by Adrianne Byrd, contemporary (2011)
Arabesque, $6.99, ISBN 978-0-373-53447-0
King's Promise is the second book in Adrianne Byrd's series called House Of Kings, but this one can stand alone very well as the books in the series are linked together only by the fact that the three heroes are all hot filthy rich brothers who run a strip joint empire called the Dollhouse. In this one, Xavier King co-owns and manages the Dollhouse in Atlanta, and it's his turn to bite the big one.
Oh, and yes, you read that right: the hero runs a "gentlemen's club" and he's not averse to sampling the merchandises on display as well. And he's a pretty over the top combination of sexist pig and sex pig. But that's the beauty of this book: when the hero falls hard, it's a long way down, and it's so much fun to see him take such a big fall. Anyway, if you prefer your heroes to be a bit on a less slutty side, you may want to approach this one with caution.
The story here is actually a familiar one: our heroine Cheryl Grier is a cop who goes undercover as a bartender at the Dollhouse to investigate the alleged criminal activities that take place there. You know, drugs and stuff. So what happens when she discovers that it's too easy to become addicted to the boss of the joint? Stay tuned, although the whole thing unfurls in a predictable manner if you have read enough of these "the person shagging you has a secret, ooh" stories.
I'm basically repeating what I said in the review of the previous book, but that's because this book shares the same strengths and weaknesses as the previous book. This story is funny - it's really, really funny. Ms Byrd cheerfully lets it rip here, displaying an excellent sense of comic timing and getting her characters to exchange such amusing snappy one-liners with each other. The secondary characters are basically horndogs egging our main characters on, and they only add to the racuous festivity.
The romance here is quite believable, more believable than the one in the previous book anyway, mostly because Xavier really does some soul-searching here before he calms down and gets back with Cheryl. The two main characters have good chemistry and the sexual tension between them can cut like a knife. I also like that Cheryl lacks the usual weird sexual hang-ups that tend to plague too many romance heroines. When she wants to get down to business, stand back and just watch her move.
The thing is, this story has some suspense-lite elements, and this is a big problem because in order to make the story work, Cheryl has to do plenty of unbelievably dumb things. She doesn't really have any reason to trust Xavier, but that's what happens anyway. Unfortunate, this, because poor Cheryl comes off as the sad stereotype of a woman whom a man only has to boink in order to wrap her around his big, er, finger. But this is actually one of the better aspects of the story - there are far worse displays of stupidity from her. For example, she gives her name to Xavier as "Cheryl Shepherd", and, really, is it so hard for an undercover cop to adopt a different first name? If Xavier is really that drug dealer that the cops suspect him to be, it won't be too hard to locate a Cheryl in the Atlanta Police Department and order a hit, I'd think. It gets worse when Cheryl introduces Xavier, a suspect, to her family members. Yes, she's introducing the guy she's checking up on, undercover and under the covers, to her family members, the young niece included! This is crazy, if you ask me. And that's just the tip of the iceberg when it comes to the things Cheryl does in this story that mark her as the most stupid law enforcer in possibly the entire world.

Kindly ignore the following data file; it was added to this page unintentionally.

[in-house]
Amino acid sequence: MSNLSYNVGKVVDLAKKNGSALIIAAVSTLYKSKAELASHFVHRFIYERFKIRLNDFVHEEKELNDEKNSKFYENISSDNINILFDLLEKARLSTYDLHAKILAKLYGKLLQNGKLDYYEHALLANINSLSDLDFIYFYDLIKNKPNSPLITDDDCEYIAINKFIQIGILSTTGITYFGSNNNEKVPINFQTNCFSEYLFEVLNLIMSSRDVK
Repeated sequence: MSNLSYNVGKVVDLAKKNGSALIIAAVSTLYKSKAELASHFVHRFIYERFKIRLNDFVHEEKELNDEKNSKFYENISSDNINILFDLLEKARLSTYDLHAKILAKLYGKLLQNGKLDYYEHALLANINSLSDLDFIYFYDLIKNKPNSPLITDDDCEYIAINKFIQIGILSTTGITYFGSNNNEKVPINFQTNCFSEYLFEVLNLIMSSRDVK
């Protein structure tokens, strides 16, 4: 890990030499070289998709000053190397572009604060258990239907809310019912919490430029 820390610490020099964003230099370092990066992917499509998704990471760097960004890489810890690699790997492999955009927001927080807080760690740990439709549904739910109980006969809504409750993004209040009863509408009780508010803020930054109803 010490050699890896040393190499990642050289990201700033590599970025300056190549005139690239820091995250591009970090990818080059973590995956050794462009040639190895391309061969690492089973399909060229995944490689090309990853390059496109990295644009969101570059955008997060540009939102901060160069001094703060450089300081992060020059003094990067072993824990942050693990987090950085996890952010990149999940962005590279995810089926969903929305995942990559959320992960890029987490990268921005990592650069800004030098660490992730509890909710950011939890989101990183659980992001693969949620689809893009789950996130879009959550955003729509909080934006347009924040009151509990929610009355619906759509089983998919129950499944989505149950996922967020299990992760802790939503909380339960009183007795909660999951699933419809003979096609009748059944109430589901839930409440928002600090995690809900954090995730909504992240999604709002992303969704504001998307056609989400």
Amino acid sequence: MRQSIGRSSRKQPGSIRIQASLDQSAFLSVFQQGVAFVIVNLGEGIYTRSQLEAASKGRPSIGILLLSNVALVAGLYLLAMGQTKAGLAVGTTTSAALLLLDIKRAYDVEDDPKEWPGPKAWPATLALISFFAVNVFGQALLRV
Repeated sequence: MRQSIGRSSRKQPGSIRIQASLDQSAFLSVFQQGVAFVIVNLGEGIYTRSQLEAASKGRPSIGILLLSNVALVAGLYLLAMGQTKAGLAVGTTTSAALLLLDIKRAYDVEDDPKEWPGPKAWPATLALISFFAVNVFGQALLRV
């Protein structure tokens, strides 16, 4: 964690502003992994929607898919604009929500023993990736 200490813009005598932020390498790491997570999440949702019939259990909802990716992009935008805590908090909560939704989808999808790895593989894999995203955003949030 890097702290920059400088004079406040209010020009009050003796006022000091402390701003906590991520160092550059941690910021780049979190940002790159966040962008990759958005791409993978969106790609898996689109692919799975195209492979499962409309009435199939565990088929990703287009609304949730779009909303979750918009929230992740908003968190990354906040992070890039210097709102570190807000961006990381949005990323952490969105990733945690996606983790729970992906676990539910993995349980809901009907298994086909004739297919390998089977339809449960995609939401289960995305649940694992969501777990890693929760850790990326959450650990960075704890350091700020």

Xavier is pretty stupid too, but unlike the stupid stuff associated with Cheryl, Ms Byrd is aware of Xavier's stupidity and pokes fun at it. For example, when Xavier kicks Cheryl out after discovering that she's a cop, a secondary character points out with devastating - and hilarious - accuracy that Xavier, for all his bluster about the importance of honesty in a relationship, seems to prefer the Cheryl who is a junkie hiding her habit from him (he suspected her to be this at first) to the Cheryl who decides to come clean about her job. That silly moose cleans up his act nicely by the last page, so all is good in that department, at least.
But there's really no way I can overlook the absurdity of the suspense elements here. Still, I've been so entertained by this book that I can't help but to give it a final score that is higher than it deserves. What can I say, I'm easy sometimes.
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